American Gods
Neil Gaiman

The Armageddon Rag
George R.R. Martin

Company of Liars
Karen Maitland

Constellation Games
Leonard Richardson

Crooked Little Vein
Warren Ellis

Dandelion Wine
Ray Bradbury

The Doomsday Book
Connie Willis

The Drowned Cities
Paolo Bacigalupi

Easy in the Islands
Bob Shacochis

Farewell, I’m Bound to Leave You: Stories
Fred Chappell

Feed (Newsflesh Trilogoy)
Mira Grant

Peter Stenson

The First Law Series (trilogy)
Joe Abercrombie

Freaky Deaky
Elmore Leonard

Gold Bug Variations
Richard Powers

Good Omens: The Nice and Accurate Prophecies of Agnes Nutter, Witch
Neil Gaiman, Terry Pratchett

Greasy Lake and Other Stories
T. Coraghessan Boyle

I Am One of You Forever
Fred Chappell

Invisible Cities
Italo Calvino

William S. Burroughs

Kitchens of the Great Midwest
J. Ryan Stradal

The Lady in the Lake
Raymond Chandler

The Last Good Kiss
James Crumly

Liberation: Being the Adventures of the Slick Six After the Collapse of the United States of America
Brian Francis Slattery

Liminal States
Zach Parsons

Little Brother
Cory Doctorow

The Long Goodbye
Raymond Chandler

The Milkweed Triptych
Ian Trellis

Mirrorshades: The Cyberpunk Anthology
Bruce Sterling (editor)

Neuromancer trilogy
William Gibson

The Ocean at the End of the Lane
Neil Gaiman

On Stranger Tides
Tim Powers

Pastwatch: The Redemption of Christopher Columbus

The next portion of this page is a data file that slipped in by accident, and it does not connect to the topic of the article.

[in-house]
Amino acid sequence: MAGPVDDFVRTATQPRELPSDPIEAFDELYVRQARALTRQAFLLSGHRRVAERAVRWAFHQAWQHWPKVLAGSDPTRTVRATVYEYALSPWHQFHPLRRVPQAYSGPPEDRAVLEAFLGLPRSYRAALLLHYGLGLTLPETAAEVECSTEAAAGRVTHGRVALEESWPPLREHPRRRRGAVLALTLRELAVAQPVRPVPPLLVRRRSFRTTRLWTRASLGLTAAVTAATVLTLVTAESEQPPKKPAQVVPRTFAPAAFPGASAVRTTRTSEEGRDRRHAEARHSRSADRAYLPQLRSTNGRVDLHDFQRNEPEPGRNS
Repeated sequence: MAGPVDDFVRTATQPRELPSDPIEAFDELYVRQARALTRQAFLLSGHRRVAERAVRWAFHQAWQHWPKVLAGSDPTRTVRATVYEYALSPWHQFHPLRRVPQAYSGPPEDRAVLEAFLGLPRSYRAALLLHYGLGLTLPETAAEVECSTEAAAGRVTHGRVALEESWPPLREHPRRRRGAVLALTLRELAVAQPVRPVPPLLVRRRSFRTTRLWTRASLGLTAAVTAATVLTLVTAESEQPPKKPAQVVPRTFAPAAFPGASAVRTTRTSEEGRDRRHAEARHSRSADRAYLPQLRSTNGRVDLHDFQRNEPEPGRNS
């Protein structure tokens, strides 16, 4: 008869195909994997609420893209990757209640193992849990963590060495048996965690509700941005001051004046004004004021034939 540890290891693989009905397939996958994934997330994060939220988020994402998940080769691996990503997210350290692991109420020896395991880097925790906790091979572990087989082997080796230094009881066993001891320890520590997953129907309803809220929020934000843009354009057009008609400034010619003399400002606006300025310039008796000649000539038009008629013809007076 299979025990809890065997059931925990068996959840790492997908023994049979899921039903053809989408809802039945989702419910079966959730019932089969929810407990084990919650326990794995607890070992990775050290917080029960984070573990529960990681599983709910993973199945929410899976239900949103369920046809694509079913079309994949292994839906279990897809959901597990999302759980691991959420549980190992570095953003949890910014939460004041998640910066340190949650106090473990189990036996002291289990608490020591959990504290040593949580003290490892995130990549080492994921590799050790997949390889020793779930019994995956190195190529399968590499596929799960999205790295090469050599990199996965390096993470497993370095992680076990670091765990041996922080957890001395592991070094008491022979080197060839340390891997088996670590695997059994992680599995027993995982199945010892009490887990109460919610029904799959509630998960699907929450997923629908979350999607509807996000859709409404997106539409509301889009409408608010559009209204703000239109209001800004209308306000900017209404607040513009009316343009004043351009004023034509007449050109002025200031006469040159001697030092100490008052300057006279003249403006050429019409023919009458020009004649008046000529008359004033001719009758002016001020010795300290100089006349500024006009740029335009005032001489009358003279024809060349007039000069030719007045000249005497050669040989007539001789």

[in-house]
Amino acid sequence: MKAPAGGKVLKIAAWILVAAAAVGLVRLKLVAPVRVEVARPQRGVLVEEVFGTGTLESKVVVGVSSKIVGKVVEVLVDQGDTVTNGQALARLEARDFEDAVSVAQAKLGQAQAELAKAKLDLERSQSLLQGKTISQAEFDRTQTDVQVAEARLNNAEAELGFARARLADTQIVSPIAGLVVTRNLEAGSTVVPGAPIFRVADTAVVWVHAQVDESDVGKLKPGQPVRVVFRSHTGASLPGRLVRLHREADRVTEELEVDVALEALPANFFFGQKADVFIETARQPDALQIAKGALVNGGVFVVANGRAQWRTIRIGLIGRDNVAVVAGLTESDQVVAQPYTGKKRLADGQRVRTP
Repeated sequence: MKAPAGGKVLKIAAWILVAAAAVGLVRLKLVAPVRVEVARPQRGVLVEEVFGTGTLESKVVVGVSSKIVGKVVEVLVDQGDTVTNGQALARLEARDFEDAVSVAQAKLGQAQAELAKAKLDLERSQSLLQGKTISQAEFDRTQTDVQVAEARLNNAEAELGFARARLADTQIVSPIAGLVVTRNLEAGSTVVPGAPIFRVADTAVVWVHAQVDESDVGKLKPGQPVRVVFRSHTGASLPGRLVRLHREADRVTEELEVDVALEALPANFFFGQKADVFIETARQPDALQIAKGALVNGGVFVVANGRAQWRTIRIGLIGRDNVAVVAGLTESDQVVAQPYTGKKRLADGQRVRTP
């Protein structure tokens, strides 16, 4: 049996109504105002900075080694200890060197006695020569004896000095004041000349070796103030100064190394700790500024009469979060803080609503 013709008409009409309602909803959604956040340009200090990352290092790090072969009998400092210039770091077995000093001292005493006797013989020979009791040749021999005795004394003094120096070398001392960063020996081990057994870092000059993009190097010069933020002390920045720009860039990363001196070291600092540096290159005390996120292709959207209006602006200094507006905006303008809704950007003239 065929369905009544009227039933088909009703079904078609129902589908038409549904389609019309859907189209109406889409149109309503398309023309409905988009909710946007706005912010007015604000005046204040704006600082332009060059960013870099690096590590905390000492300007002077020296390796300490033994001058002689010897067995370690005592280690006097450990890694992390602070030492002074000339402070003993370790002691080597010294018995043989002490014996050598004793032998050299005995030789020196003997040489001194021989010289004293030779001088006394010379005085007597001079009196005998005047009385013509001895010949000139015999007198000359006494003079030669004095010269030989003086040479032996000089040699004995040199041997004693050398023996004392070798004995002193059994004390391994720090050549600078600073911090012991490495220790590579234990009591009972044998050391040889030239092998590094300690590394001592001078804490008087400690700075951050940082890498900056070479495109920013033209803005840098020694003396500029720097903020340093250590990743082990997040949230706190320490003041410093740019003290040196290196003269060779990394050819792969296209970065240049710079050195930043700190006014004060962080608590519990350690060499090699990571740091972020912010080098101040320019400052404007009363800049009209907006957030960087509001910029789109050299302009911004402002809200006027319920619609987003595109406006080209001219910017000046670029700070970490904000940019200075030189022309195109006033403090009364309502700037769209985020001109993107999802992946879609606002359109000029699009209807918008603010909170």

Orson Scott Card

The Peripheral
William Gibson

Playing For Keeps
Mur Lafferty

Ready Player One
Ernest Cline

River of Gods
Ian McDonald

Sandman Slim novels
Richard Kadrey

Paolo Bacigalupi

The Simple Art of Murder
Raymond Chandler

Speaker for the Dead (need to read Ender’s Game first)
Orson Scott Card

Songs of Fire and Ice
George R.R. Martin

Three Farmers on Their Way to a Dance
Richard Powers

Time and Again
Jack Finney

The Twenty Year Death
Ariel Winter

Too Like the Lightning
Ada Palmer

Under the Poppy
Kathe Koja

The Windup Girl
Paolo Bacigalupi


Architecture: Form, Space, Order
Francis Chin

American Terroir: Savoring the Flavors of Our Woods, Waters, and Fields
Rowan Jacobsen

Before the Lights Go Out: Conquering the Energy Crisis Before It Conquers Us
Maggie Koerth-Baker

Brain Rules
John Medina

Caught in the Middle: America’s Heartland in the Age of Globalism
Richard C. Longworth

The Devil in the White City
Erik Larson

The Education of Henry Adams
Henry Adams

The Elegant Universe
Brian Greene

Fear and Loathing in Las Vegas
Hunter S. Thompson

Flow: The Psychology of Optimal Experience
Mihaly Csikszentmihalyi

Genius: The Life and Science of Richard Feynman
James Gleick

Getting Things Done
David Allen

The Hero with a Thousand Faces
Joseph Campbell

How Music Works
David Byrne

The Information: A History, A Theory, A Flood
James Gleick

It’s Complicated: The Social Lives of Networked Teens
Dana Boyd

Justinian’s Flea
William Rosen

Kitchen Confidential
Anthony Bourdain

Keith Richards

The Omnivore’s Dilemma
Michael Pollan

Parallel Worlds
Michio Kaku

Reality is Broken
Jane McGonigal

Shop Class as Soulcraft: An Inquiry into the Value of Work
Matthew Crawford

Surely You’re Joking, Mr. Feynman
Richard Feynman

Team of Rivals: The Political Genius of Abraham Lincoln
Doris Kearns Goodwin

Theodore Roosevelt biography trilogy
Edmund Morris

The Tipping Point: How Little Things Can Make a Big Difference
Malcolm Gladwell

Understanding Comics
Scott McCloud

The World Until Yesterday: What Can We Learn from Traditional Societies?
Jared Diamond

Dave Eggers

If you are interested, like I am, in game development, writing and psychology, here is the great “Game Designer’s Bookshelf” list from the Game Designer’s Workshop: